The new Pope, formerly Jorge Mario Bergoglio, was head of the Jesuit Order in Argentina during much of that nation’s darkest episode, the so-called Dirty War in the 1970s and early ’80s. That has led to some uncomfortable questions there about his role.
Anchor Marco Werman speaks with Brian Sanders, the British illustrator who is responsible for the poster of the new season of the hit TV series ‘Mad Men.’
Hugo Chavez had mixed success in exporting his politics and methods to other Latin American countries but he’s still seen as a seminal figure in the history of the region.
Miguel Castillo left Chile when Augusto Pinochet seized power in Chile. Castillo lived in exile for 13 years. Now back in Santiago, he dedicates himself to music, and to a remarkable collection of arcane keyboard instruments.
Venezuelan President Hugo Chavez has died after a two-year battle with cancer. Anchor Marco Werman speaks with Rory Carroll, former Latin American bureau chief for Britain’s Guardian newspaper, about the man who dominated Venezuela for the past 14 years.
Soviet leader Joseph Stalin was one of the most murderous dictators of the 20th century. And yet, 60 years after his death, he remains popular in some former Soviet republics – especially in his own nation of Georgia.
The Great Train Robbery figures in our Geo Quiz. Retired police constable John Wooley remembers when he cracked open the investigation nearly 50 years ago (1963). He discovered the train robber’s hangout and their hidden stash of loot.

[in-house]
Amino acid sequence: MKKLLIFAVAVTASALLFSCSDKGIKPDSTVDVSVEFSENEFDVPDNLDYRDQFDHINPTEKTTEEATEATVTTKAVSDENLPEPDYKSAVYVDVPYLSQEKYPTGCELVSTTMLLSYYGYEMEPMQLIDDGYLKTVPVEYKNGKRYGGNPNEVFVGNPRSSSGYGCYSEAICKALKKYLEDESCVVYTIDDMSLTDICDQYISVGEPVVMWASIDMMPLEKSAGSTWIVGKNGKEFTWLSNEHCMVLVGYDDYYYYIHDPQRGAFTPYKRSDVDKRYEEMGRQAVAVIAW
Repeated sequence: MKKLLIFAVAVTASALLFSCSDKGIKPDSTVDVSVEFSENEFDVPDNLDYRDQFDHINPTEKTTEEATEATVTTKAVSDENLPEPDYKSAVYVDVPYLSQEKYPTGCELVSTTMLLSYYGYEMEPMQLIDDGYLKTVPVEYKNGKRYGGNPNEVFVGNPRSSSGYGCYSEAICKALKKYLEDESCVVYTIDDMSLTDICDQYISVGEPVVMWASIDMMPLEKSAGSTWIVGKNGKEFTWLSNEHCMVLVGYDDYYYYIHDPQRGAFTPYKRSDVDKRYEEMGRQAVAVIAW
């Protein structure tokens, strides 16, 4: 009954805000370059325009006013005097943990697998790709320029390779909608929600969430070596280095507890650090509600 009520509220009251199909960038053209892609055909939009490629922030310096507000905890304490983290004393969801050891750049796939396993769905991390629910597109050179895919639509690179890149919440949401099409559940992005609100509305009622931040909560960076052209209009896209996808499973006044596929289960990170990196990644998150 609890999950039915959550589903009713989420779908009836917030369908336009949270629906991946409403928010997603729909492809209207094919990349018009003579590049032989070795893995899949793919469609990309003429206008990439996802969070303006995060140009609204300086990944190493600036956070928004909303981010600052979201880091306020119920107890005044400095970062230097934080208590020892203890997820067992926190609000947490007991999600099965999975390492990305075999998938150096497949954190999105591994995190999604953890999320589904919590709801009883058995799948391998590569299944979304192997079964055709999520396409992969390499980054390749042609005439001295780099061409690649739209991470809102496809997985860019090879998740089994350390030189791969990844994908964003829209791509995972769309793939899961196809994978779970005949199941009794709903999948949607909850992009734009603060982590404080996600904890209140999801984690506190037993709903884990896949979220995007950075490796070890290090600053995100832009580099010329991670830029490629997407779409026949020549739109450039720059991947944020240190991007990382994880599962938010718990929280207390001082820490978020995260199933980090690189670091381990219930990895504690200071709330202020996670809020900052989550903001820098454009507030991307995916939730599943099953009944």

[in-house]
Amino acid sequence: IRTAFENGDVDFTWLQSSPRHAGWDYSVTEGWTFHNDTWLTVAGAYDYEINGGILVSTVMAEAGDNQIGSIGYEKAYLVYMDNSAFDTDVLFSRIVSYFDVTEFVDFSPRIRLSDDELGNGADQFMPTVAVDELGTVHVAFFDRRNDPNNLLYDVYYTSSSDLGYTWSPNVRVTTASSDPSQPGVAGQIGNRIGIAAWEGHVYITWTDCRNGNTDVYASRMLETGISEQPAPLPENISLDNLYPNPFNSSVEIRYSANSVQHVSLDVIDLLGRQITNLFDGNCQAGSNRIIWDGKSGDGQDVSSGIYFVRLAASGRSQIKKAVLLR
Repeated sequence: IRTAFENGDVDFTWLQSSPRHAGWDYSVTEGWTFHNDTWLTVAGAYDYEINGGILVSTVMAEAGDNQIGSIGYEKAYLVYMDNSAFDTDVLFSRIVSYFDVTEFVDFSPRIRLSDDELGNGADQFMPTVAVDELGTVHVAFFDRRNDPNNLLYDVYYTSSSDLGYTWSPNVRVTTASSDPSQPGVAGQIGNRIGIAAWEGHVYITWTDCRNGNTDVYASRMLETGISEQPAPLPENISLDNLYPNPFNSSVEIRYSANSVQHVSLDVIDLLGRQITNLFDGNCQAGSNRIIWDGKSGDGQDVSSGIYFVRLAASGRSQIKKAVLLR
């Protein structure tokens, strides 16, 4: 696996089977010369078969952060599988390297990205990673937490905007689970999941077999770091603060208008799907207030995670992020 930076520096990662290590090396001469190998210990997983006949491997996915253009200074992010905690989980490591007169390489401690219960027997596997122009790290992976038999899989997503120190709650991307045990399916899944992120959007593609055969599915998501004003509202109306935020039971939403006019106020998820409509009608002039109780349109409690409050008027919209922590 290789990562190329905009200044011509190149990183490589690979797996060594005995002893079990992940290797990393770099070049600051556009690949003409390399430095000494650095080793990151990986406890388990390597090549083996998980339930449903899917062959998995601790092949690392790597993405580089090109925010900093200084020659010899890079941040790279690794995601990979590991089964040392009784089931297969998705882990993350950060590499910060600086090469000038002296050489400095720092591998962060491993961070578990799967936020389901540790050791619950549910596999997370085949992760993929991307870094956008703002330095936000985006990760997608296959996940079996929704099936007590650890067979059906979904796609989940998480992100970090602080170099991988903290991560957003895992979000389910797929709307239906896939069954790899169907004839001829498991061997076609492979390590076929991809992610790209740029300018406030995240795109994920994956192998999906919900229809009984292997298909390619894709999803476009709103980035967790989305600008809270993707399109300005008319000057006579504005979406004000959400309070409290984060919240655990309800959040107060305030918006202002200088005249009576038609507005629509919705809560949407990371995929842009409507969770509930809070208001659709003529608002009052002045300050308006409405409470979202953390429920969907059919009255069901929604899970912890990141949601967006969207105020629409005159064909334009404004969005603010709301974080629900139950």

Former Soviet Lt. Colonel Stanislav Petrov was awarded the Dresden International Peace Prize for not doing his job. During the height of the Cold War, he was on duty at the nuclear command center in the former USSR when he got a warning that five nuclear warheads were headed towards the former USSR. Instead of telling his command, he kept quiet. What year did Petrov make that fateful decision?
Post-war America was to be home for the fledgling United Nations. Before New York got the nod, hundreds of other cities and towns vied for the honor of building the world capital.
Pope Benedict XVI has announced his resignation. He’s the first Pope to quit in almost 600 years. Anchor Marco Werman gets context from Father James Bretzke, professor of moral theology at Boston College.
Amina Cachalia, who’s died in Johannesberg at the age of 82, was a veteran of South Africa’s struggle against apartheid and a close friend to Nelson Mandela for more than sixty years. The World’s Alex Gallafent met her in 2011.
Across the world, a sub-set of men will settle down this week to watch clips or perhaps the whole of the movie, “Zulu,” pegged to the anniversary of a battle long ago, Jan 22-23, 1879 [...]
War is full of dirty little secrets. The World’s History Editor, Chris Woolf reviews “British Soldiers, American War: Voices of the American Revolution.”
France and Germany are celebrating the anniversary of a friendship treaty signed by Charles de Gaulle and Konrad Adenauer on January 22nd, 1963. It was concluded following three devastating military conflicts [...]
The common British soldier of the American Revolution has a certain image in the popular imagination. The scum of the earth, pressed into service as an alternative to jail or the gallows, then disciplined brutally with constant floggings to become a mindless killing machine. But recent research is telling quite a different story.